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RIDC O'Hara confounds its critics for 50 years

| Friday, Jan. 25, 2013, 12:14 a.m.
Jasmine Goldband
Christine Bryan of Robinson takes a photograph of the new RIDC Industrial Park sign in O’Hara following an unveiling ceremony celebrating the 50th anniversary of RIDC Industrial Park. Bryan is the public relations director for Flying Cork Media. Jasmine Goldband | Tribune-Review
Jasmine Goldband
George Davison, President of the RIDC Alliance and founder of Inventionland (left) and Allegheny County Chief Executive Rich Fitzgerald watch as the new RIDC Industrial Park sign in O’Hara is unveiled during a ceremony celebrating the 50th anniversary of RIDC Industrial Park. Jasmine Goldband | Tribune-Review

It's hard to imagine now, but developing a tightly controlled suburban office park to persuade technology startups and manufacturing firms not to flee Allegheny County once was an unconventional idea.

Skeptics said it couldn't sustain itself. Critics feared companies would relocate to the suburbs from the city, further draining its tax base. Supporters in the early 1960s of the nonprofit Regional Industrial Development Corp., known as RIDC, insisted it would spur job creation and boost tax revenue in Western Pennsylvania.

RIDC celebrated the 50th anniversary on Thursday of its largest and most successful venture in O'Hara — a sprawling 700-acre industrial park with office, industrial, manufacturing and warehouse space that's home to more than 130 companies.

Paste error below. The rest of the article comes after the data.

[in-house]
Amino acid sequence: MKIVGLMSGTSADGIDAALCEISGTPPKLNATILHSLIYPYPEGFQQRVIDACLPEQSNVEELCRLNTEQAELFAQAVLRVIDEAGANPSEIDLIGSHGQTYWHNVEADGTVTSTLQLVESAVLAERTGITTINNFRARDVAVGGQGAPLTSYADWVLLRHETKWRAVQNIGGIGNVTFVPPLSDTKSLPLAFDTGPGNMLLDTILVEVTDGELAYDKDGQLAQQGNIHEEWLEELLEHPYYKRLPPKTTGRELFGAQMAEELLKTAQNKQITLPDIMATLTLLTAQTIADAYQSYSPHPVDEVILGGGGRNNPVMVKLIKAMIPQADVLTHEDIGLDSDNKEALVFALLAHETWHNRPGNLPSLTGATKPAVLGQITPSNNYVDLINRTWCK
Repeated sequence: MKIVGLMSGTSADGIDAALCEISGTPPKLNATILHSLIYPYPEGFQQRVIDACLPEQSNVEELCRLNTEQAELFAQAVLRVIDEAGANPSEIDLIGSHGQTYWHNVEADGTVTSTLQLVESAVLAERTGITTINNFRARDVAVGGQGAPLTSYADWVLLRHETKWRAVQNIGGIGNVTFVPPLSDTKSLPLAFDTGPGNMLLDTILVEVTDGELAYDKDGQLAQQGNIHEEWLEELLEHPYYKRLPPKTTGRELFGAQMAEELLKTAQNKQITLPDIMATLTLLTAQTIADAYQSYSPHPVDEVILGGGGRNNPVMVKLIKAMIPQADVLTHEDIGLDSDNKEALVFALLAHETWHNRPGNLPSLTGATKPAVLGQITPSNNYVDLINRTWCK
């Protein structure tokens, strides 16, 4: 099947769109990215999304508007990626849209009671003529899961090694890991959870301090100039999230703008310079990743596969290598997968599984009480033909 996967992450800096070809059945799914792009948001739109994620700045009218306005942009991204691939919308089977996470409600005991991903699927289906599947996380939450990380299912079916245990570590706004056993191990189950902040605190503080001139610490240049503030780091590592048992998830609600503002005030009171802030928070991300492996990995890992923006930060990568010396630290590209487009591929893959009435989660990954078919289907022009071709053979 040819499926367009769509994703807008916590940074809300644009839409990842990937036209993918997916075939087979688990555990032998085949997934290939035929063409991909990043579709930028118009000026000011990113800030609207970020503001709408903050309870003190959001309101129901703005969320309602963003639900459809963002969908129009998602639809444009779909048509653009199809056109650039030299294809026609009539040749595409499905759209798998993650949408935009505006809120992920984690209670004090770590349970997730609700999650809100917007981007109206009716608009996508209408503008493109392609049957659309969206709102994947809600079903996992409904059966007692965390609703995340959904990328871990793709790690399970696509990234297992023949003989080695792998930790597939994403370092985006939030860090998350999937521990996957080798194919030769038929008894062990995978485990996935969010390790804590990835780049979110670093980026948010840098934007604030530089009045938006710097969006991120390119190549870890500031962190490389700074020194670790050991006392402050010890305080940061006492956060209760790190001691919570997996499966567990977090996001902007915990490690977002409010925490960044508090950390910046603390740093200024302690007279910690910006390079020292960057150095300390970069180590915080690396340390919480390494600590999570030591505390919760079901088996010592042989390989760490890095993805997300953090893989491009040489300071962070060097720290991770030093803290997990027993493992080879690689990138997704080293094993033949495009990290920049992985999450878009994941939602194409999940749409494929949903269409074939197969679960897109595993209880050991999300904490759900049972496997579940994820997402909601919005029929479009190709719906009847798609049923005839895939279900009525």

“It was the first modern office or industrial park in the region,” said Don Smith Jr., RIDC's president. “It has been the starting place for a number of companies that have grown into considerable players here.”

Giant Eagle, Emerson Process Management, Davison Design & Development, Aerotech and Mine Safety Appliances are among the largest employers that have called RIDC O'Hara home. Once the site of the Allegheny County Workhouse and Inebriate Asylum, a jail, RIDC began developing the rural, county-owned site in 1963.

Fateful choice

Brooks Robinson Sr., 81, started at RIDC in 1963. Robinson and then-county Commissioner Tom Foerster asked officials in Blawnox at the time to adopt the industrial park by supplying it with public works and emergency services. In return, the small borough along the Allegheny River would reap added real estate taxes.

“They refused to take it on,” said Robinson, who retired as RIDC's head a decade ago. “I can't speak for them, but I imagine it was skepticism at that time as to whether that acreage could be developed.”

O'Hara officials accepted.

“It has been a bonanza for O'Hara Township,” he said.

Seven of the township's 10 largest employers are in the RIDC park, providing more than 3,370 jobs combined, according to the township's 2011 Comprehensive Annual Financial Report. O'Hara has a $2.45 million budget surplus; Blawnox has borrowed a similar amount in recent years to remodel its borough building and pay for other projects.

“(O'Hara) was so lucky,” said Tom Smith, who resigned as Blawnox mayor last month after 40 years.

RIDC has about $17 million in taxable land in O'Hara, making it the No. 2 property owner in the township. It used to have more, but RIDC has sold many of its buildings to companies with headquarters in them. The nonprofit owns 10 of the more than 80 buildings in the park.